Dutch Babies Recipe

“Dutch Babies” (serves 4 or more, depending)

This is wonderfully easy version of “puffed” pancakes that you cook all all at once in the oven, rather than standing over a hot stove, cranking them out a few at a time. It’s best baked in a large cast iron skillet, but the recipe is easily doubled using two 9×13 casseroles that will fit in the oven side by side on the same rack (leaving room above to allow for rising. Also, if you use enough fruit for topping, with maybe a side of bacon or sausage, you can stretch it to feed, as I often have, an entire basketball team or a birthday party sleepover. When my children were growing up, this was our standard Sunday night supper, and I’d make two pans _ one for four of us, and one for my oldest, who could eat more than any human I’ve ever met. (Years later, when he was a regular on a TV show called “Ed,” he had an entire scene based on his singular style of eating pancakes _ a scene so convincing several people, mostly men, have called it a television classic_ and he didn’t even have to act.)

Here’s how the recipe works:
Preheat oven to 425.
Melt in oven one stick (1/2 c.) butter in a cast iron skillet or 9×13 pan.
Mix in blender or by hand, 5 eggs, 1 c. milk and 1 c. flour until smooth.
Swirl melted butter in the pan to coat evenly, then pour in the batter.
Bake for about 20 minutes, until puffed and golden (center should be set, not runny.)

Meanwhile, prepare fruit topping: Fresh berries are great, but you can use canned or frozen fruit (yes, thaw it first.) I often use a large can of peaches, undrained, to which I add a half c. of sugar, 2 T. corn starch and a half stick of butter, then microwave on high for a few minutes until bubbly and thick. But the simplest (and my favorite) topping is just a squeeze of lemon juice, sweetened with a dusting of powdered sugar.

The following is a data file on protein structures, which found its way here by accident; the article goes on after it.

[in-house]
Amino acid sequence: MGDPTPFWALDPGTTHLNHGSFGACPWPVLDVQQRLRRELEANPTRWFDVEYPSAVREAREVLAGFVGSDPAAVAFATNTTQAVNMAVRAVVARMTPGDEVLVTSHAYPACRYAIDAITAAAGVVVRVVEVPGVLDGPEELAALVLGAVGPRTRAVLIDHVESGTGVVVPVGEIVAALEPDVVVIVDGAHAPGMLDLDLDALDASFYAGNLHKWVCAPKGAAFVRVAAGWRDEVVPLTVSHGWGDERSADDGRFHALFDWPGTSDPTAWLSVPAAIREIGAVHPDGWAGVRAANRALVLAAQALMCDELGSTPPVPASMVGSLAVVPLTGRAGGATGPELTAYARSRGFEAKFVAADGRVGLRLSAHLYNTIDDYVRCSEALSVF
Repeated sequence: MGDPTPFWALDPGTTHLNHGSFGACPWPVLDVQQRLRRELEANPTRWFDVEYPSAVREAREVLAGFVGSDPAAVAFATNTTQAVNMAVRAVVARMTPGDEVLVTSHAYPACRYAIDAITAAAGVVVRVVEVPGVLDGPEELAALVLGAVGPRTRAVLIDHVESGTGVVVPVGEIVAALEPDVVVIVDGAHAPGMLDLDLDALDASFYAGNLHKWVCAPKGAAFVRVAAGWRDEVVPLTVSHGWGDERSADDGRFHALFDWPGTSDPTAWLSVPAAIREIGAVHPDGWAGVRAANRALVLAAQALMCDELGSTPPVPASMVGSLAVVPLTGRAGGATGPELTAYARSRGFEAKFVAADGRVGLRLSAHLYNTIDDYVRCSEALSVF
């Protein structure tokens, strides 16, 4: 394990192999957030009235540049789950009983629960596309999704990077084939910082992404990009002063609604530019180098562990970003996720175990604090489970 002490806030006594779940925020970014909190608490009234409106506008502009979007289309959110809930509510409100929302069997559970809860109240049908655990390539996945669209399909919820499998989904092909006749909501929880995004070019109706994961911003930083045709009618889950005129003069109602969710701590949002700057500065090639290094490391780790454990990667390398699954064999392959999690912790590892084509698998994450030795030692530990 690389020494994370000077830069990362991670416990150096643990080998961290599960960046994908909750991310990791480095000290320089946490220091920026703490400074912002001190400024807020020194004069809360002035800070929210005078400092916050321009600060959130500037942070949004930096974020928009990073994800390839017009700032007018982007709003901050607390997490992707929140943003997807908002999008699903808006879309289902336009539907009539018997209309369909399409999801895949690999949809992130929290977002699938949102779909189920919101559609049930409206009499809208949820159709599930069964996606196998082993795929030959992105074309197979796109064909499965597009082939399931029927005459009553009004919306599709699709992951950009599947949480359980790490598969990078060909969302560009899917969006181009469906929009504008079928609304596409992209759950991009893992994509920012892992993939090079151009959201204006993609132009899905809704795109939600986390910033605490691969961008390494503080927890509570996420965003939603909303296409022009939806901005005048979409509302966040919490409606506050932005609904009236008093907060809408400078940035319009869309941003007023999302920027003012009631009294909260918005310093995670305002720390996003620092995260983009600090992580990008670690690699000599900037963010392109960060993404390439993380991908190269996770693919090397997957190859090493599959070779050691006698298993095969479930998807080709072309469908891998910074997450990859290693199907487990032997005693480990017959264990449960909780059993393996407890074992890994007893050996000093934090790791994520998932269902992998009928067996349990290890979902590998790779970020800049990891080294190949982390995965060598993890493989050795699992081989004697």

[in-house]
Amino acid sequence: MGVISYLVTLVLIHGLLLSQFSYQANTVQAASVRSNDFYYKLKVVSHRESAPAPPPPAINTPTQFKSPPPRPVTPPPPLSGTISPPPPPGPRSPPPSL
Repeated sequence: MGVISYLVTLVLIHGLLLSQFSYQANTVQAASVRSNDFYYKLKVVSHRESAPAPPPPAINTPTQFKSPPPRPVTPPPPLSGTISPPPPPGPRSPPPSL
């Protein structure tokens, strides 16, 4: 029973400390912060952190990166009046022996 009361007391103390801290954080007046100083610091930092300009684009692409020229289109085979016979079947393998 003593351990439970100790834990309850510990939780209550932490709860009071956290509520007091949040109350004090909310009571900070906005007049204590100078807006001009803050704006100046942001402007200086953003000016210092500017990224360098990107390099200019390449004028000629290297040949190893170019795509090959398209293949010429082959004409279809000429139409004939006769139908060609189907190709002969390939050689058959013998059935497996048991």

When you remove the pan from the oven, the batter will have risen gloriously, causing you to think, lest you had any doubt, that you are quite the cook. Which, no doubt, you are. But trust me on this, it WILL FALL. Count on it. Do not take it personally. Just smile and remind your guests that it’s supposed to fall, and they should just be glad to get it. Cut in wedges or squares, serve with fruit or lemon, and dust with powdered sugar. If somebody insists on having syrup, fine. Let them have it. But make them clean up. Happy eating.

Comments

  1. Judy Ermold says:

    When I read a recent column about “retirement” I thought “oh no”. However by the time I finished I was happy to know I will continue to see your articles in our newspaper. I enjoy them so much. Laugh Out Loud term applies so many times reading your thoughts. Don’t hang up your hat yet.

  2. Jan Miller says:

    Sharon,
    Every time I read your column in our Sunday paper I feel the threads of many good memories. Your style of writing is for the heart, to the heart. Thank you. Have a great time speaking in Hope. My best to you,
    Wooster, Ohio

    • Sharon Randall says:

      Thanks, Jan, and all the best to you and your family!
      Sharon

    • Lauretta Schrock says:

      I have followed your column for a long time and love everything you write. I was especially touch by your story about your brother “Seeing what matters most”, that was printed in our Sunday edition of The Elkhart Truth on January 25, 2015. What an inspiration he is to all that know and love him. Your columns inspire me to be a better mother, grandmother and great-grandmother. Thanks, and God Bless You. Keep up the great columns.

  3. Leilani Dannen says: